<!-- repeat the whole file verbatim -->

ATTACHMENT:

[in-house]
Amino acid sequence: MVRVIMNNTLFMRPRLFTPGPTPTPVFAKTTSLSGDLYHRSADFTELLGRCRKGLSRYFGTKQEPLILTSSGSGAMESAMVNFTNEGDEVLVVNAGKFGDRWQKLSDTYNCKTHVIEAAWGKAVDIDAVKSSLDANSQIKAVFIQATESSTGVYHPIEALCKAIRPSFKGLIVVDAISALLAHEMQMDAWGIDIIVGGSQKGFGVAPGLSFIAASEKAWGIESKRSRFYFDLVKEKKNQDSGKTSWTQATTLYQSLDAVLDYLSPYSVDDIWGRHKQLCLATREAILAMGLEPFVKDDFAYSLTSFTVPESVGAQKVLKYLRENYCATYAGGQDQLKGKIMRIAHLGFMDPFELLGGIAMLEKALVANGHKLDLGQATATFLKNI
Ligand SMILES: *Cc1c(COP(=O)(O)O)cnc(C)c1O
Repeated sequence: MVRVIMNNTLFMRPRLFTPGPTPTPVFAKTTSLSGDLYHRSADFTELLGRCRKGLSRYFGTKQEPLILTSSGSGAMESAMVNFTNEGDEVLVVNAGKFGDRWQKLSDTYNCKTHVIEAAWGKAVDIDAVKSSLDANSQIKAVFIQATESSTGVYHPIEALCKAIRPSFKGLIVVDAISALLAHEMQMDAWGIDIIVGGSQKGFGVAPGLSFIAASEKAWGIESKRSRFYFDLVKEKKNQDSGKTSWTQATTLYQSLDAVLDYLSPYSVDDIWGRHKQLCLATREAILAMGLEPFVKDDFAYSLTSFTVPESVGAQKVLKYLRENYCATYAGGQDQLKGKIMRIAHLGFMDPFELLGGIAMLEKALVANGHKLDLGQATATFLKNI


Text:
[in-house]
Amino acid sequence: MVRVIMNNTLFMRPRLFTPGPTPTPVFAKTTSLSGDLYHRSADFTELLGRCRKGLSRYFGTKQEPLILTSSGSGAMESAMVNFTNEGDEVLVVNAGKFGDRWQKLSDTYNCKTHVIEAAWGKAVDIDAVKSSLDANSQIKAVFIQATESSTGVYHPIEALCKAIRPSFKGLIVVDAISALLAHEMQMDAWGIDIIVGGSQKGFGVAPGLSFIAASEKAWGIESKRSRFYFDLVKEKKNQDSGKTSWTQATTLYQSLDAVLDYLSPYSVDDIWGRHKQLCLATREAILAMGLEPFVKDDFAYSLTSFTVPESVGAQKVLKYLRENYCATYAGGQDQLKGKIMRIAHLGFMDPFELLGGIAMLEKALVANGHKLDLGQATATFLKNI
Ligand SMILES: *Cc1c(COP(=O)(O)O)cnc(C)c1O
Repeated sequence: MVRVIMNNTLFMRPRLFTPGPTPTPVFAKTTSLSGDLYHRSADFTELLGRCRKGLSRYFGTKQEPLILTSSGSGAMESAMVNFTNEGDEVLVVNAGKFGDRWQKLSDTYNCKTHVIEAAWGKAVDIDAVKSSLDANSQIKAVFIQATESSTGVYHPIEALCKAIRPSFKGLIVVDAISALLAHEMQMDAWGIDIIVGGSQKGFGVAPGLSFIAASEKAWGIESKRSRFYFDLVKEKKNQDSGKTSWTQATTLYQSLDAVLDYLSPYSVDDIWGRHKQLCLATREAILAMGLEPFVKDDFAYSLTSFTVPESVGAQKVLKYLRENYCATYAGGQDQLKGKIMRIAHLGFMDPFELLGGIAMLEKALVANGHKLDLGQATATFLKNI